Common Sense Note
Parents need to know that Sparkle is a remake of a '70s melodrama about the many travails that face those who seek fame and fortune in the music industry. Starring late pop superstar Whitney Houston (in her final film) and former American Idol champion Jordin Sparks, the period showbiz drama will appeal to both young Idol and older Houston fans. Like most showbiz industry tales, Sparkle has a fair amount of substance use (alcohol and drugs) and sexuality (passionate foreplay, revealing outfits, and discussion of adultery, premarital sex, and teen pregnancy). Even more unsettling is the portrayal of an abusive marriage that shows a couple hitting and hurting each other (the wife-beater is eventually killed in self defense). Despite the more intense elements, though, Sparkle is ultimately inspiring for young artists who want to reach for the stars.
Sister exudes sexuality with her sultry mode of singing, her barely there clothes, and her provocative dancing (the other two sisters are considerably more demure). In a couple of marital love scenes, Sister and Satin grope and kiss each other passionately while wearing nightclothes/lingerie. Sparkle and Stix kiss and flirt, and Sparkle mentions that she's a virgin. Emma mentions teenage hormones, premarital sex, and illegitimate children.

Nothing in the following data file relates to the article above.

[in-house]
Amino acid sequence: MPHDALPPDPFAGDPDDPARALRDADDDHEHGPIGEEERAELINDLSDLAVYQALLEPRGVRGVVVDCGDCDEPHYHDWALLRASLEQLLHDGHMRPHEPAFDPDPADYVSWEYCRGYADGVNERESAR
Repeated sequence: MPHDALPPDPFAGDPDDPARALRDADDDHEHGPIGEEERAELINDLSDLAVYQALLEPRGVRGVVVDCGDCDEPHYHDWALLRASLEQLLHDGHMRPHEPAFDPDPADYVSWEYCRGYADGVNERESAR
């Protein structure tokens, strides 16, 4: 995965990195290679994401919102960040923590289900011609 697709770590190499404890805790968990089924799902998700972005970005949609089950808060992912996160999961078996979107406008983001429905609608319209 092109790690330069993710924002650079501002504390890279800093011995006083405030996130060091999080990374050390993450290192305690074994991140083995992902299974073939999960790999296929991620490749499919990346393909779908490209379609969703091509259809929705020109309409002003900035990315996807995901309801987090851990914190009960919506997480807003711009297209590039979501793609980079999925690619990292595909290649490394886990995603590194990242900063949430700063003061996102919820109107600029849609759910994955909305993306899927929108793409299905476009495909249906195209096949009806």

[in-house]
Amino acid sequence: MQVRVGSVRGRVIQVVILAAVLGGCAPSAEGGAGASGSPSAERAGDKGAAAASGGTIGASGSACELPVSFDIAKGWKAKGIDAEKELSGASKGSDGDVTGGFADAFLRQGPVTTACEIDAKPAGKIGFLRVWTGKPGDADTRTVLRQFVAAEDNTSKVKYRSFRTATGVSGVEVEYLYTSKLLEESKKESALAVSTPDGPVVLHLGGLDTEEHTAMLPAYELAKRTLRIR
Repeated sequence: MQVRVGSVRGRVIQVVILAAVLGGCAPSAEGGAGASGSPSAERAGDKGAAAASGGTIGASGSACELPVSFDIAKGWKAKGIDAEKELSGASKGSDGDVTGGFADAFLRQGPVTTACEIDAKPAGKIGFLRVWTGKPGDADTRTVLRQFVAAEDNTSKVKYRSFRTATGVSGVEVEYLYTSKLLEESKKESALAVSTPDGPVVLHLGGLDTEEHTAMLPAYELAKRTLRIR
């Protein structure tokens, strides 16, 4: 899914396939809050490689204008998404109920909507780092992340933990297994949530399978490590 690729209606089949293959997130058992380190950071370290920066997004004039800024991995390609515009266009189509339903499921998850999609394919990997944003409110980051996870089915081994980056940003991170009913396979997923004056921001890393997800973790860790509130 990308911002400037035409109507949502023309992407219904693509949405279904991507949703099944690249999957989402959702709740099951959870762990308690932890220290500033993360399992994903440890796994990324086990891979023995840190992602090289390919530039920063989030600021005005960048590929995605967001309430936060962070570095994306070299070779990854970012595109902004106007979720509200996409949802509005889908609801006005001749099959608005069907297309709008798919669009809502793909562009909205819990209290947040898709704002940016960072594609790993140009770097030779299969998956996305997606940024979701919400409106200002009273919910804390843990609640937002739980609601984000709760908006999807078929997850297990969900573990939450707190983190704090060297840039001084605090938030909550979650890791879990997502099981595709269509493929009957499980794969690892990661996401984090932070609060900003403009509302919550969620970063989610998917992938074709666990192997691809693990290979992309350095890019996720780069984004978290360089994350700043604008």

Domestic abuse is depicted; soon after their marriage, Satin begins to hit Sister, who fights back. Satin also strikes Sparkle across the face. Characters are shown with bruises on their face and body. Two men nearly come to blows at a nightclub. During a climactic fight, a character is killed in self defense.
Occasional strong language and insults, including a couple uses of "s--t," "a--hole," "bitch," "ass," "damn," "goddamn," "oh my God," "hell," "whore," and "jerk." Also some racial slurs, such as "Sambo" and "coon," said by African-American characters.
While there are some cautionary messages about marrying for money, allowing yourself to stay in an abusive relationship, and even not supporting your kids' passions, there are also positive themes. Sparkle, Stix, and Dolores all have big dreams: to make music and to become a doctor, respectively. Their journeys are filled with ups and downs, but none of them gives up, and by the end of the movie, they've all accomplished their goals.
Mentions of Barry Gordy, Motown, Columbia Records, and Cadillacs.
Drugs / Tobacco /
In addition to drinking in nightclubs and parties, Sister's husband introduces her to cocaine and heroin and overindulging in alcohol. She becomes the cautionary-tale junkie by the end of the movie. Several characters smoke cigarettes -- from a mother to clubgoers.